Great images – thanks! I can’t wait to see your other ones from Iceland.
    What in-camera settings did you use (eg. shadow and highlight tones, sharpness, NR, etc.)? I really like what you’ve done.
    Thanks again,

  5. I can totally relate. We were on vacation for two months in Latin America and now back to Europe I feel really uninspired. I feel like the light is not that good. Everything seems so flat. I’m sure it’s not the case, it’s probably just different. But I think it takes time to get used to the new environment and start seeing again. It will pass.
    By the way, I love your work.

  6. I can taste the darkness you sense–for I have dined at the same table. Take Hope, your Gift hath not fled nor departed you. It is depicted here cloaked in shadows–and has a heaviness of spirit which you have still found a way to convey. You are standing at a turning point. Embrace the slow running sap so that it warms and again finds free flowing light, textures and forms as your mind awakens from this nap.

  7. well, if your “lack of inspiration” yields these pics I can’t image how cool will be your iceland shots. leave them cooking in your mind for a while, I bet you will come back with something spectacular (as usual)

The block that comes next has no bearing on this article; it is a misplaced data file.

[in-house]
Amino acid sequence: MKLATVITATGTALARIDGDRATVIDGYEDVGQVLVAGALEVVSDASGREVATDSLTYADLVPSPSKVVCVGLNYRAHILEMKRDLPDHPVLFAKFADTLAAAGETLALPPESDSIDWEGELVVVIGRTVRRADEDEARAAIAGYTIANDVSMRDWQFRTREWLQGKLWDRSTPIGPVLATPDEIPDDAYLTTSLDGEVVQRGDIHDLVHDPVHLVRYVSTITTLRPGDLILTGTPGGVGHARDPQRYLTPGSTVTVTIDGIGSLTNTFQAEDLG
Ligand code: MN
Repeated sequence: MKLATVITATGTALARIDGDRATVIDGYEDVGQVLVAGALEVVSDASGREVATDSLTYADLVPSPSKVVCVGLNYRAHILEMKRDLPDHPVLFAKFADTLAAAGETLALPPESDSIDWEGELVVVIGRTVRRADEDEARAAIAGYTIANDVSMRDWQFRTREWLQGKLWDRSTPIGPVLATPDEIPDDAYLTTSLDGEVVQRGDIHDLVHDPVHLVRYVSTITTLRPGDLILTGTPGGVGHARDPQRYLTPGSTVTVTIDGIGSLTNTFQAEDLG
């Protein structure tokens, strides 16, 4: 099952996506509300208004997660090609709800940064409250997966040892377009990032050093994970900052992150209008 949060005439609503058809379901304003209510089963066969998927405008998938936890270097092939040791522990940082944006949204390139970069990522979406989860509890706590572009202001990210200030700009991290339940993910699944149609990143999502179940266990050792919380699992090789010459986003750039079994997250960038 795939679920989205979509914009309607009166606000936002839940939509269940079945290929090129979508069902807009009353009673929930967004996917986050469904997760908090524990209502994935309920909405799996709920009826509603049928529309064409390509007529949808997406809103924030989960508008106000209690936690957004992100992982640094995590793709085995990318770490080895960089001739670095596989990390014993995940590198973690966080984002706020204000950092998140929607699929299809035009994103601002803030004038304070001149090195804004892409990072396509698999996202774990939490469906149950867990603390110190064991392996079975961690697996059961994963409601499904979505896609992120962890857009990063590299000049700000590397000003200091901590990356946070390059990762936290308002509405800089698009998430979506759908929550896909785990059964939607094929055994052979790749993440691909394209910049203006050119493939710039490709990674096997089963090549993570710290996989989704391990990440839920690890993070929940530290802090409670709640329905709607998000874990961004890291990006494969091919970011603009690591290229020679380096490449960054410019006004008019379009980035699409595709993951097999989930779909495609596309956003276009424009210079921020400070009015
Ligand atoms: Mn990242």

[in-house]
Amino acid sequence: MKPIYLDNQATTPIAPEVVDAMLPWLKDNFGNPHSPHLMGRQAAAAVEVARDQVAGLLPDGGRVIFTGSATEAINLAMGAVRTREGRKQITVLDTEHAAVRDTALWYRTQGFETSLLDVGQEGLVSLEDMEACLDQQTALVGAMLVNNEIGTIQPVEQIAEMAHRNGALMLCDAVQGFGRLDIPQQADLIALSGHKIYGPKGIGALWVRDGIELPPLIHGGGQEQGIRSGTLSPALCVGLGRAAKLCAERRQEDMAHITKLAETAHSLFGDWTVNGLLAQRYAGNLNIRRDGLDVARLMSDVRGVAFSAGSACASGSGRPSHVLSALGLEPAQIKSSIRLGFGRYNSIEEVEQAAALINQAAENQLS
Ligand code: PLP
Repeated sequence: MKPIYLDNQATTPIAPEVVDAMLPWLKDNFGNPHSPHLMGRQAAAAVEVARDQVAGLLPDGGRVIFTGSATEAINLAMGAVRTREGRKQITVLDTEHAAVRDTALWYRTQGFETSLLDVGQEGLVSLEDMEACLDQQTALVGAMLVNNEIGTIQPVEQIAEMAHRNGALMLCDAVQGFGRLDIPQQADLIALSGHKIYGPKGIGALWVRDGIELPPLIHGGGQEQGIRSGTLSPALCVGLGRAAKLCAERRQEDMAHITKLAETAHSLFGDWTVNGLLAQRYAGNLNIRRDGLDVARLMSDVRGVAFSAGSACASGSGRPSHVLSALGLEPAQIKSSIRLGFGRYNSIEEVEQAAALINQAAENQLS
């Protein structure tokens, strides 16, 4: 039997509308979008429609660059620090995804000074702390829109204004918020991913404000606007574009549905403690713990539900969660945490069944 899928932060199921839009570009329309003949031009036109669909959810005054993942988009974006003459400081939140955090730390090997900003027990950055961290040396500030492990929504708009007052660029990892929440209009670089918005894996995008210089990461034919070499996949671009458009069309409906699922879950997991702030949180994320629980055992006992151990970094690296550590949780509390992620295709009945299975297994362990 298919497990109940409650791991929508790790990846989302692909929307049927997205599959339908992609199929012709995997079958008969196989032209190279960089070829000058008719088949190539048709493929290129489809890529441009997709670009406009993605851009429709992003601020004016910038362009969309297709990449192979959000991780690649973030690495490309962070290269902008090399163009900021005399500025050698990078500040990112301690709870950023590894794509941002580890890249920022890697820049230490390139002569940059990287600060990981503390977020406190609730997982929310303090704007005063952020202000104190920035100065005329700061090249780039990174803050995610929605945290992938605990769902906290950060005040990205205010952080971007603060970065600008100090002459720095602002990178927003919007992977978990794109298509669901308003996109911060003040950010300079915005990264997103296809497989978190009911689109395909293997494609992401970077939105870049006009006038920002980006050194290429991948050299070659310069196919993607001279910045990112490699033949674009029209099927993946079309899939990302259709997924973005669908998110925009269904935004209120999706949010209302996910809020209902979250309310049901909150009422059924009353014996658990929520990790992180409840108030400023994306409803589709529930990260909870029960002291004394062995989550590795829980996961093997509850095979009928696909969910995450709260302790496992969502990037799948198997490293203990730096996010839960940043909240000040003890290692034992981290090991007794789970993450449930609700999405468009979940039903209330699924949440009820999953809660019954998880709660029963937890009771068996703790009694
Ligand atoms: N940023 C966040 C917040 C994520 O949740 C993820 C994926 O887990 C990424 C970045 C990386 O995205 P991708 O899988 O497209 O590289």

8. That first photo looks pretty creative to me πŸ˜‰

    I’ve had the exact same since selling my Hasselblad last year. Shooting film was such an enrichment for me and letting it go changed my mood/feeling. I always tend to keep on shooting but don’t force it. It will pass and I’m sure it’s a common thing among photographers, writers, painters, etcetera.

  9. I think that’s one of the reasons a visit to a foreign country is so good – because majestic or not, *everything* (even road signs, traffic lights, grass, trees, rocks…) is different and fresh, so you SEE it all. Coming back from that to one’s own familiar environment can seem very mundane (I had two trips to India one year and then back to Southern England – felt pretty flat for a while after that!)

  10. The funk, is philosophically speaking, arrogance, but here’s what helps:

    Finding beauty is a tad intuitive but we all know the greatest joy is in discovering it all is accidental. That’s the magic. The unknown of it all. And magic doesn’t stop happening all of a sudden because our mood is down.

    You will never be able to analyze the unknown to the fullest and rationalizing great angles and great setups is a exercise in futility. And that, the fact that not all depends on you, but on what happens at that split instance to appear in front of you, is, liberating. Are you there to capture it?
    All you need to do is bring with is a camera. And a lens or two.

  11. With those fantastic photos, i wish to be as uninspired as you are haha. You are the most influential photographer since i started taking pictures (just 6months ago).

    Just having the oportunity to write to you and see your work as you create it is an actual gift.

    Thanks for everything and cheers from MΓ©xico.